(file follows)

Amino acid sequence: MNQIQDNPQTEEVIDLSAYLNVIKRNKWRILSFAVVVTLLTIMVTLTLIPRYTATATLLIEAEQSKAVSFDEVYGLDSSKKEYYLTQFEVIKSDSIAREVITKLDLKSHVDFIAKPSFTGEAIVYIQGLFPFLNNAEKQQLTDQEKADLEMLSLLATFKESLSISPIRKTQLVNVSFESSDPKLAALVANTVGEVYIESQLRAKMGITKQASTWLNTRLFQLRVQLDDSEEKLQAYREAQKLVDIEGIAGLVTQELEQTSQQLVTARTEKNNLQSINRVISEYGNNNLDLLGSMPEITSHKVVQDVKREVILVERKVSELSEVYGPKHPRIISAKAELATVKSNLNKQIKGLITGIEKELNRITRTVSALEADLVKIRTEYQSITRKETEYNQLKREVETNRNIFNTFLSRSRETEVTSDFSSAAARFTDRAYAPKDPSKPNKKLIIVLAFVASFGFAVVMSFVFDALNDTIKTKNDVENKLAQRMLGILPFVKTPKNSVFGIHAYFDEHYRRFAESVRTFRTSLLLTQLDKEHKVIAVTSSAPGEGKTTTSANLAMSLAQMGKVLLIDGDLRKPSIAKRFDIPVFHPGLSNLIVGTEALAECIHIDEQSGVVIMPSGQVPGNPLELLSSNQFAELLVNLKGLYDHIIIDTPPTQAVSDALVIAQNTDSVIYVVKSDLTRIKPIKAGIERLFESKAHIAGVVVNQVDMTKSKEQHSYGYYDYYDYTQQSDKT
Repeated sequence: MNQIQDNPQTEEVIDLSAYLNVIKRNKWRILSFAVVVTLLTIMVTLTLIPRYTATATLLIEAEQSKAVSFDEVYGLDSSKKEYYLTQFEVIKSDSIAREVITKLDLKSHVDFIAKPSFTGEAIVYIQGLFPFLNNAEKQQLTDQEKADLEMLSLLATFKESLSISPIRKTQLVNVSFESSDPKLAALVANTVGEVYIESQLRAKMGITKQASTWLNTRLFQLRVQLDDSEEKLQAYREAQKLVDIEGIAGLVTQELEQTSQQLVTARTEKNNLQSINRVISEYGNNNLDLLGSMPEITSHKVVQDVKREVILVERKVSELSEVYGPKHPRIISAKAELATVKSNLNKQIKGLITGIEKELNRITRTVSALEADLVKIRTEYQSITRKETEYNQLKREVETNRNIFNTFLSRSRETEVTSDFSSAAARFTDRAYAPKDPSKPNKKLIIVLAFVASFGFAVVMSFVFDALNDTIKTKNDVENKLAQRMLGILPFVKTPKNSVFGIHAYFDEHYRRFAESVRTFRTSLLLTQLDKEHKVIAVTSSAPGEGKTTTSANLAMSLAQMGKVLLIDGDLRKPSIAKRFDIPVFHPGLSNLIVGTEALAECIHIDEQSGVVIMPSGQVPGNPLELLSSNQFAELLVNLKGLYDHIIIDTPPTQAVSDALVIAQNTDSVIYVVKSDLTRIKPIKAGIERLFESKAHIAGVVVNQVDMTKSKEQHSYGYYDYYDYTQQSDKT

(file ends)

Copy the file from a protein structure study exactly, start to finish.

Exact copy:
Amino acid sequence: MNQIQDNPQTEEVIDLSAYLNVIKRNKWRILSFAVVVTLLTIMVTLTLIPRYTATATLLIEAEQSKAVSFDEVYGLDSSKKEYYLTQFEVIKSDSIAREVITKLDLKSHVDFIAKPSFTGEAIVYIQGLFPFLNNAEKQQLTDQEKADLEMLSLLATFKESLSISPIRKTQLVNVSFESSDPKLAALVANTVGEVYIESQLRAKMGITKQASTWLNTRLFQLRVQLDDSEEKLQAYREAQKLVDIEGIAGLVTQELEQTSQQLVTARTEKNNLQSINRVISEYGNNNLDLLGSMPEITSHKVVQDVKREVILVERKVSELSEVYGPKHPRIISAKAELATVKSNLNKQIKGLITGIEKELNRITRTVSALEADLVKIRTEYQSITRKETEYNQLKREVETNRNIFNTFLSRSRETEVTSDFSSAAARFTDRAYAPKDPSKPNKKLIIVLAFVASFGFAVVMSFVFDALNDTIKTKNDVENKLAQRMLGILPFVKTPKNSVFGIHAYFDEHYRRFAESVRTFRTSLLLTQLDKEHKVIAVTSSAPGEGKTTTSANLAMSLAQMGKVLLIDGDLRKPSIAKRFDIPVFHPGLSNLIVGTEALAECIHIDEQSGVVIMPSGQVPGNPLELLSSNQFAELLVNLKGLYDHIIIDTPPTQAVSDALVIAQNTDSVIYVVKSDLTRIKPIKAGIERLFESKAHIAGVVVNQVDMTKSKEQHSYGYYDYYDYTQQSDKT
Repeated sequence: MNQIQDNPQTEEVIDLSAYLNVIKRNKWRILSFAVVVTLLTIMVTLTLIPRYTATATLLIEAEQSKAVSFDEVYGLDSSKKEYYLTQFEVIKSDSIAREVITKLDLKSHVDFIAKPSFTGEAIVYIQGLFPFLNNAEKQQLTDQEKADLEMLSLLATFKESLSISPIRKTQLVNVSFESSDPKLAALVANTVGEVYIESQLRAKMGITKQASTWLNTRLFQLRVQLDDSEEKLQAYREAQKLVDIEGIAGLVTQELEQTSQQLVTARTEKNNLQSINRVISEYGNNNLDLLGSMPEITSHKVVQDVKREVILVERKVSELSEVYGPKHPRIISAKAELATVKSNLNKQIKGLITGIEKELNRITRTVSALEADLVKIRTEYQSITRKETEYNQLKREVETNRNIFNTFLSRSRETEVTSDFSSAAARFTDRAYAPKDPSKPNKKLIIVLAFVASFGFAVVMSFVFDALNDTIKTKNDVENKLAQRMLGILPFVKTPKNSVFGIHAYFDEHYRRFAESVRTFRTSLLLTQLDKEHKVIAVTSSAPGEGKTTTSANLAMSLAQMGKVLLIDGDLRKPSIAKRFDIPVFHPGLSNLIVGTEALAECIHIDEQSGVVIMPSGQVPGNPLELLSSNQFAELLVNLKGLYDHIIIDTPPTQAVSDALVIAQNTDSVIYVVKSDLTRIKPIKAGIERLFESKAHIAGVVVNQVDMTKSKEQHSYGYYDYYDYTQQSDKT